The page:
— Increased superscalar organization
— Aggressive register renaming
— branch prediction
— data flow analysis
— speculative execution
• Pentium II
— MMX technology
— graphics, video & audio processing
• Pentium III
— Additional floating point instructions for 3D graphics
x86 Evolution (3)
• Pentium 4
— Note Arabic rather than Roman numerals
— Further floating point and multimedia enhancements
• Core
— First x86 with dual core
• Core 2
— 64 bit architecture
• Core 2 Quad – 3GHz – 820 million transistors
— Four processors on chip
x86 architecture dominant outside embedded systems
Organization and technology changed dramatically
Instruction set architecture evolved with backwards compatibility
~1 instruction per month added
500 instructions available
See Intel web pages for detailed information on processors
Embedded Systems
• ARM evolved from RISC design
• Used mainly in embedded systems
—Used within product
—Not general purpose computer
—Dedicated function
Embedded Systems Requirements
• Different sizes
—Different constraints, optimization, reuse
• Different requirements
—Safety, reliability, real-time, flexibility,
—Environmental conditions
—Static v dynamic loads
—Slow to fast speeds
—Computation v I/O intensive
ARM Evolution
• Designed by ARM Inc., Cambridge,
• Licensed to manufacturers
• High speed, small die, low power
• PDAs, hand held games, phones
—E.g. iPod, iPhone
• Acorn produced ARM1 & ARM2 in 1985
and ARM3 in 1989
• Acorn, VLSI and Apple Computer founded
ARM Ltd.
ARM Systems Categories
• Embedded real time
• Application platform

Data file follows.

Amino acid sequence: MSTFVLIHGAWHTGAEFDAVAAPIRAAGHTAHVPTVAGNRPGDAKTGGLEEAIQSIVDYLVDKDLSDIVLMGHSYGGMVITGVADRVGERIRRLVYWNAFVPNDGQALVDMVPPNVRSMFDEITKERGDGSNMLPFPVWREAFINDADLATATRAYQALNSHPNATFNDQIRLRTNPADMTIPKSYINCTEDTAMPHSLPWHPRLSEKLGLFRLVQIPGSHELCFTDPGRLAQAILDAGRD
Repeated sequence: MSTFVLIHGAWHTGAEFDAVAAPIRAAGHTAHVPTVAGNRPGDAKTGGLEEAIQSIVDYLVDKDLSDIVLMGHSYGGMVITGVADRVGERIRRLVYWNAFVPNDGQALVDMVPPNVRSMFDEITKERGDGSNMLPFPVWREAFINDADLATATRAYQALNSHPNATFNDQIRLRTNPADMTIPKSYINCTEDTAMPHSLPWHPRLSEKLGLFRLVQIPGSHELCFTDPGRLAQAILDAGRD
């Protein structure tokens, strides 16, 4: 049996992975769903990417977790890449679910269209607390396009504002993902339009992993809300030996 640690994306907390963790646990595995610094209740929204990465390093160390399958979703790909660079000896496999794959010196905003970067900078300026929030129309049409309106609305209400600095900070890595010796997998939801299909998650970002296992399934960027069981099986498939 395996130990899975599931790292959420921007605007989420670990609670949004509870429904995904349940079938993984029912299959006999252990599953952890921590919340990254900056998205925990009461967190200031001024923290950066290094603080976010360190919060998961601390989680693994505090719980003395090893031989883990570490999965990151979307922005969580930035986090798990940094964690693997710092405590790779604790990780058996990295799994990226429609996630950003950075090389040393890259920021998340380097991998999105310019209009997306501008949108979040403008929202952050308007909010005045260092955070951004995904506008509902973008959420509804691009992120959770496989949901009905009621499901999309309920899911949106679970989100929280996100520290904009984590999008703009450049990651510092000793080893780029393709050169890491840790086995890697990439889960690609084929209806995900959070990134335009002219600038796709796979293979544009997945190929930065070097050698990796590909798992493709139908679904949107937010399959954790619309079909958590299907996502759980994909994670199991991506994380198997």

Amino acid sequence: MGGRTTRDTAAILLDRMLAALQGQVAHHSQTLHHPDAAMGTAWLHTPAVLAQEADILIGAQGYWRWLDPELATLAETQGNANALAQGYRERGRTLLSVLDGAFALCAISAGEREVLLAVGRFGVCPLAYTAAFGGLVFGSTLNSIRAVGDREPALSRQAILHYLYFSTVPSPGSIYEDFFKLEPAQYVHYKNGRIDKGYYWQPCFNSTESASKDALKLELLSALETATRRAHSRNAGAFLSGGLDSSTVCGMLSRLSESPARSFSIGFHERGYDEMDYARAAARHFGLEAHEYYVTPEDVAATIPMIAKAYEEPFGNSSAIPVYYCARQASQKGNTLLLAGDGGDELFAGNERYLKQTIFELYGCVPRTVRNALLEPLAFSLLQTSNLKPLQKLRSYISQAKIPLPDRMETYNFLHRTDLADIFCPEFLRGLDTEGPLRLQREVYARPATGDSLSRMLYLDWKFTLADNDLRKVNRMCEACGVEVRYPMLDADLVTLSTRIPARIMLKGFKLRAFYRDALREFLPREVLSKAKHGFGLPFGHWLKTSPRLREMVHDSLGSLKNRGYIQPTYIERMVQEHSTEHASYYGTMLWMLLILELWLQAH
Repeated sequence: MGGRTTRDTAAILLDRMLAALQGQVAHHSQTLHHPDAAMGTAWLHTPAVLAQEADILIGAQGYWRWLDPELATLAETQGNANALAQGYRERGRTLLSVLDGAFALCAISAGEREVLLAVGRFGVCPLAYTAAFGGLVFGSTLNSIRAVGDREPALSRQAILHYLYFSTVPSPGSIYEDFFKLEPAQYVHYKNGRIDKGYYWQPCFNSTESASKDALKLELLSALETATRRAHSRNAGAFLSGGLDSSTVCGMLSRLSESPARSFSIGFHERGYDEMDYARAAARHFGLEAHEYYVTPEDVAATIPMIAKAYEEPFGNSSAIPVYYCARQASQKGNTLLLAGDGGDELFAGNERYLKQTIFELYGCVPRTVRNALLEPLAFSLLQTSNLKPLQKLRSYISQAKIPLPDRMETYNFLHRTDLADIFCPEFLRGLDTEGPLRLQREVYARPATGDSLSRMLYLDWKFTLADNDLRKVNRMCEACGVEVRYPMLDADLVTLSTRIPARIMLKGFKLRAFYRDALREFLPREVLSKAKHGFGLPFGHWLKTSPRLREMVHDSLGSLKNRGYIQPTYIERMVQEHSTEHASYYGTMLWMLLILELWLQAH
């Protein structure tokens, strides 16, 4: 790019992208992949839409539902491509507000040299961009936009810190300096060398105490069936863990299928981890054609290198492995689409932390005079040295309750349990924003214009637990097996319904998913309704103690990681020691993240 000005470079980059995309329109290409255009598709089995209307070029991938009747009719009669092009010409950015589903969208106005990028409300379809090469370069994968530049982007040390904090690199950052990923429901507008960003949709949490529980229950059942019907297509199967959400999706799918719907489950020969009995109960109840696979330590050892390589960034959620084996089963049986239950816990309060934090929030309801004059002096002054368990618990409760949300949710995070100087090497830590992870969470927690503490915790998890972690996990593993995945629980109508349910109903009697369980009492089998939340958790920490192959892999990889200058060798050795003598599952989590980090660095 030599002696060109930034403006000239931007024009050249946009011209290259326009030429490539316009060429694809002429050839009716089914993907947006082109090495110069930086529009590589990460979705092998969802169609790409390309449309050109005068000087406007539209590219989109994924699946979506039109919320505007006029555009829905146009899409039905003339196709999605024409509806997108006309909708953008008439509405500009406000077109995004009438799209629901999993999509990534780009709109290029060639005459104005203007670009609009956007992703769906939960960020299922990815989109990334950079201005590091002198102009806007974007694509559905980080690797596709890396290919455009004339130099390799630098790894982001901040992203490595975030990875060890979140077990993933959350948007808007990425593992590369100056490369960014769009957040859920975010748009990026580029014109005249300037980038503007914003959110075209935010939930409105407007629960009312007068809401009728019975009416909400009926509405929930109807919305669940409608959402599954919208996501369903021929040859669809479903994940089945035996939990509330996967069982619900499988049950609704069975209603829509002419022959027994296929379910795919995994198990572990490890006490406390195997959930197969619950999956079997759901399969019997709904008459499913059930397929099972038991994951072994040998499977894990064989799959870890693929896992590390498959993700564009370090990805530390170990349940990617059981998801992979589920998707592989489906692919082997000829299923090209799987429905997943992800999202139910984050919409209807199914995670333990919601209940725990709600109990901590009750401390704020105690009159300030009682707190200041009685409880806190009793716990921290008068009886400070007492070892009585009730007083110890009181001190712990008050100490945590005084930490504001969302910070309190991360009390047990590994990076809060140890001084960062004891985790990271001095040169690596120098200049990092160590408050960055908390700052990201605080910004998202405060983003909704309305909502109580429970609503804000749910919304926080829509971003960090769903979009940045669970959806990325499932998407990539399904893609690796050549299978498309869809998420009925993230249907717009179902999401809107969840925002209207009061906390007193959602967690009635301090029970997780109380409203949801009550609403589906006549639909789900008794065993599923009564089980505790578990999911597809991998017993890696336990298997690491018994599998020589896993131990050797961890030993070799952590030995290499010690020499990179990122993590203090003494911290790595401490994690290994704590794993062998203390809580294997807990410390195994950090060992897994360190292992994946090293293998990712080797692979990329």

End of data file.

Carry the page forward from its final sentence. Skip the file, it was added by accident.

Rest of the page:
—Linux, Palm OS, Symbian OS, Windows mobile
• Secure applications
Performance Assessment
Clock Speed
• Key parameters
— Performance, cost, size, security, reliability, power
• System clock speed
— In Hz or multiples of
— Clock rate, clock cycle, clock tick, cycle time
Signals in CPU take time to resolve down to 1 or 0
Signals may change at different speeds
Operations need to be synchronised
Instruction execution in discrete steps
— Fetch, decode, load and store, arithmetic or logical
— Usually require multiple clock cycles per instruction
• Pipelining gives simultaneous execution of
• So, clock speed is not the whole story
System Clock
Instruction Execution Rate
• Millions of instructions per second (MIPS)
• Millions of floating point instructions per
second (MFLOPS)
• Heavily dependent on instruction set,
compiler design, processor
implementation, cache & memory
• Programs designed to test performance
• Written in high level language
— Portable
• Represents style of task
— Systems, numerical, commercial
• Easily measured
• Widely distributed
• E.g. System Performance Evaluation Corporation
— CPU2006 for computation bound
– 17 floating point programs in C, C++, Fortran
– 12 integer programs in C, C++
– 3 million lines of code
— Speed and rate metrics
– Single task and throughput
• If computer A and Computer B are
1Mhz and 1Ghz respectively, what is
their clock times respectively?
• Computer A has 2GHz clock. It takes
10s CPU time to finish one given task.
We want to design Computer B to
finish the same task within 5s CPU
time. The clock cycle number for
computer B is 2 times as that of
Computer A. So, what clock rate
should be designed for Computer B?
Clock rate(CR) = Clock Cycle/CPU Time
Consider each instruction has 5 stages in a computer
with pipelining
techniques. Each stage takes 4 ns.
(1) What is the maximum number of MIPS that this
machine is capable of with this 5-stage pipelining
(2) What is the maximum number of MIPS that this
machine is capable of in the absence of pipelining?
(3) From the above questions, we can know that the
pipelining allows a tradeoff between latency and
processor bandwidth. Explain what is the latency and
what is the bandwidth.
• Solution: